A History of Managing for Quality
The Evolution, Trends, and Future Directions of Managing for Quality
Editor-in-chief: J M Juran
Juran reckons it's the first book devoted to the history of managing for quality; I reckon it's the perfect gift for a quality professional. There are 655 pages with seventeen examples of how people all over the world faced the challenge of satisfying the customer while maintaining decent profits with increased efficiency and decreased costs in the constant struggle of maintaining quality (and customers) in a competitive environment.
It has consistently annoyed Juran (and me) that Deming is widely regarded as the font of all knowledge for quality. Ask any random group of quality engineers about the history of quality and the same names will come up again and again: Deming, Ishikawa, Feigenbaum, Juran. Pareto might get a passing mention from a Six Sigma person: a quality statistician may mention Shewhart. But if you probe any further, the reaction tends to be blank faces and a sudden change of subject.
Now, Deming was a superb quality populariser and a very good statistician in his own right. I don't want to denigrate his achievement at all, and I don't think Juran does either. Perhaps, being quite a modest guy, he just gets fed up with this attitude, which he calls “simplistic hero worship”.
This book was published back in 1995, but the idea of it had been bubbling at the back of Juran's mind for far longer. In 1982, during a visit to China, the topic came up, this time with a tangible result. The Chinese quality community set up a team of experts to examine the evolution of quality from their point of view and Juran agreed to fund the project – the result is the first and, I think, best, chapter in this anthology. It gives a factual and scathing description of how ancient Chinese quality was subservient to state authority and how it was dominated by administrators. Standardisation throughout the whole Chinese empire and conformance to specification were regulated by law and non-conformances were severely penalised. A selection of (all) officials and (most) workers involved would be punished if the product deviated from its documented intention and, worse, the work would have to be done again without compensation. The result was a marvellous, but inflexible quality system, ill-fitted to cope with the new techniques of modern industry; the rigid controls discouraged innovation and the demand for high quality luxury was not, perhaps, the best way to utilise China's resources. In some ways, the chapter is a sad description of a quality model which shouldn't be copied in the modern world, but which achieved miracles in its own historical context.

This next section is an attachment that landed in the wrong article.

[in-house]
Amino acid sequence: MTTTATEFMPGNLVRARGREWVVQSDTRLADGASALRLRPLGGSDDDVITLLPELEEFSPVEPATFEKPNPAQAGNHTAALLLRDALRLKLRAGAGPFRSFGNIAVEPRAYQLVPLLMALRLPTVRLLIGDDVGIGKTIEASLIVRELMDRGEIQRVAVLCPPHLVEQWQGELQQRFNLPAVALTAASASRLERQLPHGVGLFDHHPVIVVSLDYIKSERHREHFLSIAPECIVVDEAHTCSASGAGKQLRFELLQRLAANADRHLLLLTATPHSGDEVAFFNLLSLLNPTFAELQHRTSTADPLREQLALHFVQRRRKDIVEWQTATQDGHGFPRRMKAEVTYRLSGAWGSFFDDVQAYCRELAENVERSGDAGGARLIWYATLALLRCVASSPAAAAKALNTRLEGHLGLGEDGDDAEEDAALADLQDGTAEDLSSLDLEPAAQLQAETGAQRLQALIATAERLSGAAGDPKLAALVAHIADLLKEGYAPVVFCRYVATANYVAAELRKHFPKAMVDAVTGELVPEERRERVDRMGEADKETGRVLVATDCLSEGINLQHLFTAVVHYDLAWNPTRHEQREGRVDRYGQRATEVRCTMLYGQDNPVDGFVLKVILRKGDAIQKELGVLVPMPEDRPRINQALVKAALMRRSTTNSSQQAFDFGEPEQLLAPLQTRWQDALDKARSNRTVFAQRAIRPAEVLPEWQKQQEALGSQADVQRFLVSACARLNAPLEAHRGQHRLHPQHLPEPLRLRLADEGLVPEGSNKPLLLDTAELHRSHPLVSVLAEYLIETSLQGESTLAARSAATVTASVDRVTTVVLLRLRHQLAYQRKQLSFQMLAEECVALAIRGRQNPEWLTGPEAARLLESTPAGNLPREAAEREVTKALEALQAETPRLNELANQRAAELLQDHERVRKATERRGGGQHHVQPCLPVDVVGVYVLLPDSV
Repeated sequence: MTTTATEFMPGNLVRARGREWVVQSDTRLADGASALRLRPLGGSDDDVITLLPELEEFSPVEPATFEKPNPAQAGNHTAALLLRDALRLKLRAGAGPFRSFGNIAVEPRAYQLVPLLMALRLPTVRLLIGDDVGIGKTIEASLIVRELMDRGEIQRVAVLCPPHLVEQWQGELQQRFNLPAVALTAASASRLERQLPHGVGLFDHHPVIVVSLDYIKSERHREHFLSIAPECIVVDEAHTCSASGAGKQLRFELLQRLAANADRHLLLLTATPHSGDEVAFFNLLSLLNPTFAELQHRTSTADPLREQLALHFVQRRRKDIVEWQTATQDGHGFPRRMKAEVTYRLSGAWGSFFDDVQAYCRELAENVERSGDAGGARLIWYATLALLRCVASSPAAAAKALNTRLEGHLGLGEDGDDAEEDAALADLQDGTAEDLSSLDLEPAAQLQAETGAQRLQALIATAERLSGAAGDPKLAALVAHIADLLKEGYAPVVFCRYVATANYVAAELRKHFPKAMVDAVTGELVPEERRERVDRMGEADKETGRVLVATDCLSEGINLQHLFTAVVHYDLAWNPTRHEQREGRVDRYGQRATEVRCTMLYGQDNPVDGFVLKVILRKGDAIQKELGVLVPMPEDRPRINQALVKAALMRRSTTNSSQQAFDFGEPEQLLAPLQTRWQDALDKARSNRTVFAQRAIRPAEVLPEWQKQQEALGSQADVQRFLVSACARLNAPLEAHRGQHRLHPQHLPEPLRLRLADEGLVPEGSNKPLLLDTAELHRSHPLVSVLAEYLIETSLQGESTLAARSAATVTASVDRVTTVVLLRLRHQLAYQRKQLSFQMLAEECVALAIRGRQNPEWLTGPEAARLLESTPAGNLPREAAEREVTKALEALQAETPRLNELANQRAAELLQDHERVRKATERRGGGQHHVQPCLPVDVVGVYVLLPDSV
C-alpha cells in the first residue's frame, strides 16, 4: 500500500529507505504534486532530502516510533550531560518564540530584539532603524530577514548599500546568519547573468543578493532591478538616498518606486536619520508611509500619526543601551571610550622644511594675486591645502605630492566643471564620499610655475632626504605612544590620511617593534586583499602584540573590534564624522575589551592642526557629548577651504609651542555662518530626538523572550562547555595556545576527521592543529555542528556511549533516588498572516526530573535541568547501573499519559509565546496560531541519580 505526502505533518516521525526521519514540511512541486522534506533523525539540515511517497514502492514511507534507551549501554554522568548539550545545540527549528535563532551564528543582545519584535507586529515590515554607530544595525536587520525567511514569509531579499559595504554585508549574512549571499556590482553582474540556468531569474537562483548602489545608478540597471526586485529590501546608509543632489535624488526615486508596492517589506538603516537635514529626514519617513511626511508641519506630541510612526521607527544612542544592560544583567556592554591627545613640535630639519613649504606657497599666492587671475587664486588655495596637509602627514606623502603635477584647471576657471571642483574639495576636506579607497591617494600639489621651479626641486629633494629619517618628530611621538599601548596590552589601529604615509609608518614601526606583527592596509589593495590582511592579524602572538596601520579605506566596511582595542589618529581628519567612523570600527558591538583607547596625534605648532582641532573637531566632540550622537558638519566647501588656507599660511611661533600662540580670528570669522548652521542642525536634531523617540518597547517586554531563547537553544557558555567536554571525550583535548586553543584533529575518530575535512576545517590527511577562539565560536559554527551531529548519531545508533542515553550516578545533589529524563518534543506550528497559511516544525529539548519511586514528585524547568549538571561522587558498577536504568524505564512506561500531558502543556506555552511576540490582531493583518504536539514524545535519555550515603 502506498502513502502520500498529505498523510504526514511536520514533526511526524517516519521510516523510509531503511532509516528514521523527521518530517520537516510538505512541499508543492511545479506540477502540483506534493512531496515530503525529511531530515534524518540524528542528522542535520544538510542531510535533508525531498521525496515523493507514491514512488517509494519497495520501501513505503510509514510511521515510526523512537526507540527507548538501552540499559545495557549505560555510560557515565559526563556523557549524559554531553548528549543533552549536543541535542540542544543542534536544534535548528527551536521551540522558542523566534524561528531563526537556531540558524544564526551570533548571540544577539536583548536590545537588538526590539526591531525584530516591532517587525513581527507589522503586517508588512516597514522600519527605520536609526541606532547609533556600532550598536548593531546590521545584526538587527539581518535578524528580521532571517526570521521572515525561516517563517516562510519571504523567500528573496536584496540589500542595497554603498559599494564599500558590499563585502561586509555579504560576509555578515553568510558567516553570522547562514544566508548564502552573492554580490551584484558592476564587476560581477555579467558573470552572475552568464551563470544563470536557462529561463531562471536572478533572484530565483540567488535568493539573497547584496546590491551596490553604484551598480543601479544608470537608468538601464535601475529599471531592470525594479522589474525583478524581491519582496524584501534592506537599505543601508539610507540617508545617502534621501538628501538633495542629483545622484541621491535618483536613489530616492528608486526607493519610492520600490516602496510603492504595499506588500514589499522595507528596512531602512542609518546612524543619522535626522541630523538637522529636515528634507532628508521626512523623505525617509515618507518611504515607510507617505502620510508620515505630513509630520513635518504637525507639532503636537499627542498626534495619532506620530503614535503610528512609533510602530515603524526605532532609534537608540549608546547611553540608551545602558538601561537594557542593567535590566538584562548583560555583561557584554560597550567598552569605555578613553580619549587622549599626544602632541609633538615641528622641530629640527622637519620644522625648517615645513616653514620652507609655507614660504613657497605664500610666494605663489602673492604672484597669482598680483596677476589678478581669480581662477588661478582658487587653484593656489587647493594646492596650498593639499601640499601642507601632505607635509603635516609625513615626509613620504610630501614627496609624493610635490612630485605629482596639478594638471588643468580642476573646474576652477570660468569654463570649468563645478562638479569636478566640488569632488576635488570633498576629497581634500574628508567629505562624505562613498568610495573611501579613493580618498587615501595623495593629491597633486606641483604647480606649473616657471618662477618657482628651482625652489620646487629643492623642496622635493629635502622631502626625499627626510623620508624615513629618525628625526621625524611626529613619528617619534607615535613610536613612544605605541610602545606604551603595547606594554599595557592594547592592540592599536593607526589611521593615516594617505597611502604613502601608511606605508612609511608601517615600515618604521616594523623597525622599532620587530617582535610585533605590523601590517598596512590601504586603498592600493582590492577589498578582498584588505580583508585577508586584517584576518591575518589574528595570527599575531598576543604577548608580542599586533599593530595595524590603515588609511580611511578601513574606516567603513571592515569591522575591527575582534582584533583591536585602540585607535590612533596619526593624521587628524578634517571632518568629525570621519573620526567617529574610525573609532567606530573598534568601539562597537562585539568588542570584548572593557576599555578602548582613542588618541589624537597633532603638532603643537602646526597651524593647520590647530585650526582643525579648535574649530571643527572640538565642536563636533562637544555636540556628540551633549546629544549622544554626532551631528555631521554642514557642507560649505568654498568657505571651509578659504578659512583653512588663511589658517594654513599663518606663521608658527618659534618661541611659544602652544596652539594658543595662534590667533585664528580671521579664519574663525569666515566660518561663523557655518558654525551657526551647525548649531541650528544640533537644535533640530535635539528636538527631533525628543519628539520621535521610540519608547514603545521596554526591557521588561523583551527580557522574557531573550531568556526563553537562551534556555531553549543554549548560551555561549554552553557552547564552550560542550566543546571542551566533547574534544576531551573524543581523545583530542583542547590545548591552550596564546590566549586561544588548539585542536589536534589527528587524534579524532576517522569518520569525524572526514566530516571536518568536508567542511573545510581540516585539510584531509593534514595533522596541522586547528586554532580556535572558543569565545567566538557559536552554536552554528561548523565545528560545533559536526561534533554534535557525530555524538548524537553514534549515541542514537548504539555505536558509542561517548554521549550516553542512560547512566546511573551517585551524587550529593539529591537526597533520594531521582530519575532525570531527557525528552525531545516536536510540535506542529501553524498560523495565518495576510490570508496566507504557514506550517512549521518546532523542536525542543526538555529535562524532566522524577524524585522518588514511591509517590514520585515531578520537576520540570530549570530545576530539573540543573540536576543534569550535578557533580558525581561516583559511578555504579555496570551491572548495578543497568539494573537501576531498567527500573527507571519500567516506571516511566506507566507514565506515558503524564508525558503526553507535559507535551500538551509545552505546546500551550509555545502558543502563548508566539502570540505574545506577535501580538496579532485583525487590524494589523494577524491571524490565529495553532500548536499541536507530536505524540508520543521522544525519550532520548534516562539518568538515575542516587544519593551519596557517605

Apart from Juran's final summary, the chapters are each standalone, available to dip in and out of as fancy dictates. The ancient Rome chapter provides an interesting contrast to the ancient Greek one – I perceived it as the quality of road building with all the communications and military connotations as opposed to the cultural implications of temples and theatres. Shipbuilding, mining, guns, clocks, even Czech beer production are covered, each chapter collated by an enthusiastic expert with a back-up team of academics and quality engineers.
Perhaps understandably, the focus of each chapter varies considerably. The brief for each set of authors and editors was quite general and they faced unforeseen problems of obtaining illustration rights permissions – Juran writes dryly that the publishers' interests varied “from pro bono publico to the borders of greed”. He also writes about the editors “gently stimulating the authors to meet the schedule” – an occupational hazard of involving already busy people.
I'm inclined to think that the most remarkable chapter concerns recent Japanese quality. Professor Nonaka suggests that the emphasis on military rather than civilian manufacture, the lack of interest senior management showed in quality (though, in all fairness, this attitude was not confined to Japan) and the over-emphasis on statistics in the pre World War II period were all cultural factors which acted as barriers to quality improvement. All this came to a head during the American-dominated occupation from 1946, when the telephone system was shown to be in a complete state of chaos. The root causes seemed to be the poor quality of vacuum tubes at relay stations and the destruction of equipment during the war – the Americans tackled the problem full-in by importing teams of engineers from the Bell Telephone Company to inculcate reliability training and repair any equipment possible.
Japan had a poor economy, few natural resources and the need to search for international markets, as the domestic markets were not sufficient to make manufacturing viable. It's tempting to draw parallels with the origins of Singapore International Airlines, who faced similar problems. The solution in each case was the use of quality as a tool of competitive strategy.
I'd like to write more about how Deming and Juran fit into the Japanese growing awareness of quality assurance, but it's more interesting to actually read Nonaka's account and interleave his point of view with that of other quality historians.
This isn't a book, really, which is meant for continuous reading, one reason, perhaps, why I'm so selfish about it. Visitors, friends, colleagues, all can look at the quality bookshelf and then, tentatively, ask to borrow one or more of the books there. But, whereas I am only too delighted to lend out some of the texts, this one never leaves my bookshelf – unless, of course, I'm the one who picks it up to read a chapter or two.
© Fell Services Ltd., 2004